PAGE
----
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Is there an easy way to cool water to temperatures around -20 or -30 degree celsius that is economically and technologically feasible for a high school student. Can it be done using typical household equipments? Thanks :)

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    $\begingroup$ How about a freezer (they reach at least $-18^\circ C$, if you crank up the settings, you might easily get to $-30^\circ C$, my freezer certainly does sometimes). If you don't have one at home already, a used small one might be quite inexpensive. $\endgroup$ – Sebastian Riese May 15 '15 at 19:03
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    $\begingroup$ -20C is only a little below 0F, or not far off what a typical kitchen freezer compartment will do, particularly when cranked up to the maximum. Dry ice may be available locally - it depends on your location of course. My local supermarket has it available for purchase (why I'm not quite sure, but...). $\endgroup$ – Jon Custer May 15 '15 at 19:04
  • $\begingroup$ @Mohsin Mustafa - I do hope you're not trying for liquid water at these temps. Are you? $\endgroup$ – WhatRoughBeast May 15 '15 at 20:03
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    $\begingroup$ Supercooled water is not that hard to make, and is fun to watch rapidly solidify... Propane freezers (such as for RVs) are good for it since there is less vibration). $\endgroup$ – Jon Custer May 15 '15 at 21:10
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Some domestic, commercially marketed deep freezers are able to reach that range of temperature. Here is one for example that advertises -20deg F, so almost -30 deg C.

It really depends also on the amount of mass you want to lower the temperature to. Whatever device to be considered must provide outward heat flow to compete with whatever heat influx the mass would be exposed to from the environment. Here's an idea. For a small amount of mass you can use endothermic chemical reactions which absorb heat. For example barium hydroxide octahydrate and ammonium thiocyanate. If you mix these two chemicals in the right stoichiometric ratio you can reach cold enough temperatures to freeze water in seconds. See the Demo Here.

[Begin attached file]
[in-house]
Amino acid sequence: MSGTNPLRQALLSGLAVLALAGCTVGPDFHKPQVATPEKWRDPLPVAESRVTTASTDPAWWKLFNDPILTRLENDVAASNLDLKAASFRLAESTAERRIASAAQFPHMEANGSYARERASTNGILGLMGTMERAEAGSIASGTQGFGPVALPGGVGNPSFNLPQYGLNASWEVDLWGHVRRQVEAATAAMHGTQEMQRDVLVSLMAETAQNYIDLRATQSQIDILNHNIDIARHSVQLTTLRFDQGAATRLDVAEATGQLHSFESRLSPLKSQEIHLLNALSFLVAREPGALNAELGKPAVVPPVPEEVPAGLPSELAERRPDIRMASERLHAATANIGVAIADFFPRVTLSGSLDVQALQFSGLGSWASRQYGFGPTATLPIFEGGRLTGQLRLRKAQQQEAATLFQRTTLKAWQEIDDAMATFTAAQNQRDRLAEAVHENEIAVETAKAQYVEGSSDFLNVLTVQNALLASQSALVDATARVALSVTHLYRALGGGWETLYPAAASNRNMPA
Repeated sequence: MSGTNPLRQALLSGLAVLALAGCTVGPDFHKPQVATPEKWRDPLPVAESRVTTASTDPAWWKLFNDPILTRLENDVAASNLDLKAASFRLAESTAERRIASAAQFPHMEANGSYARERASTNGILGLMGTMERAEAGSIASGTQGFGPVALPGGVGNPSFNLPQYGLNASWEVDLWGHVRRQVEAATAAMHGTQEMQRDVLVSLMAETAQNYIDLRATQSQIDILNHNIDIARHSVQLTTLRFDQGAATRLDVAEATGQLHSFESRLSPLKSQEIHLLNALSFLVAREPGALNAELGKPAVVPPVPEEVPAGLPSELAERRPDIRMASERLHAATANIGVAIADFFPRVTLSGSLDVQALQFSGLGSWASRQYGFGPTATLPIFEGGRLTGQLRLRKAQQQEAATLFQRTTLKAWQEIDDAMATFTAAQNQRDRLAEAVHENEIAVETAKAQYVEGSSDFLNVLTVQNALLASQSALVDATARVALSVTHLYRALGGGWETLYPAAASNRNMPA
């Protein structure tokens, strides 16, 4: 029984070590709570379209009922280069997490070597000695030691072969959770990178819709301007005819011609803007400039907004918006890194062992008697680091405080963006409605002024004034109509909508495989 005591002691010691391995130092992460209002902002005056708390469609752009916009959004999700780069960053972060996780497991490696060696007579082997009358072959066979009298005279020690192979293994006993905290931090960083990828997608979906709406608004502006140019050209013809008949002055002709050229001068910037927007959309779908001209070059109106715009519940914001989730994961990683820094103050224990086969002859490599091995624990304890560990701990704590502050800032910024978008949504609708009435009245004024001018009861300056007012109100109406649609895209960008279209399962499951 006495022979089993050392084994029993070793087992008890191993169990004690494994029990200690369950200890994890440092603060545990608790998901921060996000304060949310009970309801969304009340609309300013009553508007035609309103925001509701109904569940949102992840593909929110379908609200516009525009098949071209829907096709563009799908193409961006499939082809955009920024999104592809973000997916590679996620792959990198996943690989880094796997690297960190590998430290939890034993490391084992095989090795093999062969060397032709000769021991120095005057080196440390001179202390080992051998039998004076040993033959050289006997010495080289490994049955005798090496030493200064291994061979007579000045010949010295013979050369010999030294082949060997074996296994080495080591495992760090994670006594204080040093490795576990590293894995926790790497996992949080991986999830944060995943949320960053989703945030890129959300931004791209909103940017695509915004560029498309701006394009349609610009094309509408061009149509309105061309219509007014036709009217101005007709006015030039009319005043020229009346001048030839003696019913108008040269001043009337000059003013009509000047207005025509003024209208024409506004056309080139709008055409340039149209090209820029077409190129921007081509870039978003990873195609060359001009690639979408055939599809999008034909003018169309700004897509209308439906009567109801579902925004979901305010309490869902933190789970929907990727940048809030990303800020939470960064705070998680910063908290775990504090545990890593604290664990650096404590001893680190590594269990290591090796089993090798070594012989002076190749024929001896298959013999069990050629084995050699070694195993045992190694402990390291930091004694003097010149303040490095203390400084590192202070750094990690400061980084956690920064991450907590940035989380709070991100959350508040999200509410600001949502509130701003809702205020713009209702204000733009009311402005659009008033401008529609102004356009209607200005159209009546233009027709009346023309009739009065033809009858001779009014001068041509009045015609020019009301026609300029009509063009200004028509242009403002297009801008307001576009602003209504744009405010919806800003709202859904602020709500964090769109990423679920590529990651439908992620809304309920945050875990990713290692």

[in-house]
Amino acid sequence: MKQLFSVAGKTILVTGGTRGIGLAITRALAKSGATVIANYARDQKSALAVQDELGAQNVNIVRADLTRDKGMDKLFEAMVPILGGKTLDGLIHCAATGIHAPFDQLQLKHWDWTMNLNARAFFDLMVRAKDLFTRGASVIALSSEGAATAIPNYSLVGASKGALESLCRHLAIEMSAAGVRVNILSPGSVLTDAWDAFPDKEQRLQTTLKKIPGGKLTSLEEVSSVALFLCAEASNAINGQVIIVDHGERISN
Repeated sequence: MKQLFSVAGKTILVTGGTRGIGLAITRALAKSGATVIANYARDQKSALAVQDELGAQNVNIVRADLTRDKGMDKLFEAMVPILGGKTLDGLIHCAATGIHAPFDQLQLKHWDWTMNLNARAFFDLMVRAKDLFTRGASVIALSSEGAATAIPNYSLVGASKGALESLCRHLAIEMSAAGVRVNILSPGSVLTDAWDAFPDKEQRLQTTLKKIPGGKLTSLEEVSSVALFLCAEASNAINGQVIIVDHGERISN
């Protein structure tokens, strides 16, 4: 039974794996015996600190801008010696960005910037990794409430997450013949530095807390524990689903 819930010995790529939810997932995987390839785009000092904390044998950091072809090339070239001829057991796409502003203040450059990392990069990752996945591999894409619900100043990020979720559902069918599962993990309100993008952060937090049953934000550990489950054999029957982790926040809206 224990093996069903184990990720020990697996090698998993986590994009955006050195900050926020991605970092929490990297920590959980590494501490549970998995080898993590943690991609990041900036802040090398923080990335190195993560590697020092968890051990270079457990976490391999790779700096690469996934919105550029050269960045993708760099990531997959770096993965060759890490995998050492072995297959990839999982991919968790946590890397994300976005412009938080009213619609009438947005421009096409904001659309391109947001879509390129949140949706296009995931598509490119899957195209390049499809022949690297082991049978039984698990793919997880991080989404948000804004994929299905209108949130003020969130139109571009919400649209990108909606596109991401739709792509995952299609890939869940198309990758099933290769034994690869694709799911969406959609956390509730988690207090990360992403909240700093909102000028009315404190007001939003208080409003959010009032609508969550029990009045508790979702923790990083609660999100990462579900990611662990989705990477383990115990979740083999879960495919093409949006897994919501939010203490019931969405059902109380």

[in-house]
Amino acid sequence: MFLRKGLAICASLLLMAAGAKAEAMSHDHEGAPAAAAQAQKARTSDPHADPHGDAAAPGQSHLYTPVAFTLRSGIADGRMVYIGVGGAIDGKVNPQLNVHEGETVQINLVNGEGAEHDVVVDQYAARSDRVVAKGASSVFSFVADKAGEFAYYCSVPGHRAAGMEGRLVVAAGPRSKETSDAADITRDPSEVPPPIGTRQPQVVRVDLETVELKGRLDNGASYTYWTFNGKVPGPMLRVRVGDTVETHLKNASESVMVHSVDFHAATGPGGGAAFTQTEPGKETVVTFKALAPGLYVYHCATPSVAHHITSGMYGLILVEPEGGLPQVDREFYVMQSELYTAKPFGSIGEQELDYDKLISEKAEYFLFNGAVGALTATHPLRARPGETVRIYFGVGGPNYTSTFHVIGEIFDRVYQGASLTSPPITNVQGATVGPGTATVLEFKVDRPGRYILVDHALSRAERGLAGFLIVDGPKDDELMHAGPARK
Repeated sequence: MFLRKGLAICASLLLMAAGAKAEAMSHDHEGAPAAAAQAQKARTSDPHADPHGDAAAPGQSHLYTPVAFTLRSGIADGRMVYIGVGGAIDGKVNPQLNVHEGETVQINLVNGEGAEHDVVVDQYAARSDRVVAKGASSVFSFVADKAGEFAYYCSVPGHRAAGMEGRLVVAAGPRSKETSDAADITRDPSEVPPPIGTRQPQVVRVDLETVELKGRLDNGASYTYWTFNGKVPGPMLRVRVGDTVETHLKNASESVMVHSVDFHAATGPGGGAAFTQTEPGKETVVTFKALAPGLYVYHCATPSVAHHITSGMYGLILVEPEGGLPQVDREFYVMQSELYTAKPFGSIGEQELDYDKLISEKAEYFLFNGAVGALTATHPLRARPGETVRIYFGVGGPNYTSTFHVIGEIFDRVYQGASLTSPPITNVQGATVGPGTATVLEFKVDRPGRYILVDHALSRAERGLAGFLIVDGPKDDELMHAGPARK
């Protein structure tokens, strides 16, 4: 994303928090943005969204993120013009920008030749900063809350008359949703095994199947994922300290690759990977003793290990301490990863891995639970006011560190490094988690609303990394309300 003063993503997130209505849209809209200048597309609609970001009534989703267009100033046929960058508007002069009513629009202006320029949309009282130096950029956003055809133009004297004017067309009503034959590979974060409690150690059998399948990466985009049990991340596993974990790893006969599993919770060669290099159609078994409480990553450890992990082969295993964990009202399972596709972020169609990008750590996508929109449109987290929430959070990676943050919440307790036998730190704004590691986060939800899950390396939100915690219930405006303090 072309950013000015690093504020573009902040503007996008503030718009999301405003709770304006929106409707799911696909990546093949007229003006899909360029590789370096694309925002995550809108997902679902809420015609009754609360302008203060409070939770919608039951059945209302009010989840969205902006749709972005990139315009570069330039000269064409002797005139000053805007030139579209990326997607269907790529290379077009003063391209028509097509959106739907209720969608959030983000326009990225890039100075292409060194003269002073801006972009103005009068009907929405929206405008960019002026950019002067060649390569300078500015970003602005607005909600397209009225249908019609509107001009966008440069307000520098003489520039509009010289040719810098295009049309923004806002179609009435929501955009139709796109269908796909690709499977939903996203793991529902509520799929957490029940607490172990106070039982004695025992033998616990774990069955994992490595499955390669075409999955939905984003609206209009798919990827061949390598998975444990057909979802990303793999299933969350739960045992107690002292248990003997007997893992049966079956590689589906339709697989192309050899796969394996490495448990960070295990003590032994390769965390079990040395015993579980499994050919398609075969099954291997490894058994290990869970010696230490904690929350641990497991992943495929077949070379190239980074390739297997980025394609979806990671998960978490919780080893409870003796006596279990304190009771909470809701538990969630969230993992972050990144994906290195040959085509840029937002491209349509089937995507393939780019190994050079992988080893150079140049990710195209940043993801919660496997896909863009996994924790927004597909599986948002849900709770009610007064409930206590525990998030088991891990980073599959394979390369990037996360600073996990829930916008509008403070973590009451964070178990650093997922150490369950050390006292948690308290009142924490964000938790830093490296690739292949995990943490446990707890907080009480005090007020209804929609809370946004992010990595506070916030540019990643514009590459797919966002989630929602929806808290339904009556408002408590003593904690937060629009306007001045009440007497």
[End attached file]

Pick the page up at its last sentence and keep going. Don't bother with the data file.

But careful, barium compounds are toxic. Also not your everyday household item.

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"typical" household freezers don't do minus 20. A premium dedicated freezer (no fridge part) might, but I don't think you want to buy one just for this.

For a low-budget solution, get a styrofoam cooler, put your regular-temperature ice in it, and then add 2x mass dry ice. You will eventually get colder ice.

Do cut a small drain hole in the bottom of the box, you will get liquid water at the beginning of the process.

Don't tape or latch the lid shut. The evolving CO2 gas needs to escape.

Don't do this in an enclosed room or basement either.

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    $\begingroup$ My fridge part does $-20^\circ C$ and $-30^\circ C$ when cranked up. It is a nearly twenty year old fridge-freezer-combination. And at least $-18^\circ C$ is typical for proper freezers (that allow long term storage of frozen goods). $\endgroup$ – Sebastian Riese May 16 '15 at 0:02
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Don't quite know what you mean by "water at -20 degrees", as I would expect ice at these temperatures. But anyways you can reach such temperatures with a cooling bath

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  • $\begingroup$ Isn't ice water? $\endgroup$ – Alex May 15 '15 at 21:33
  • $\begingroup$ I wasn't sure if the question was about cooling water to -20 degrees without it turning into ice. This would have been a sensible question too. $\endgroup$ – Martin Drautzburg May 16 '15 at 6:37

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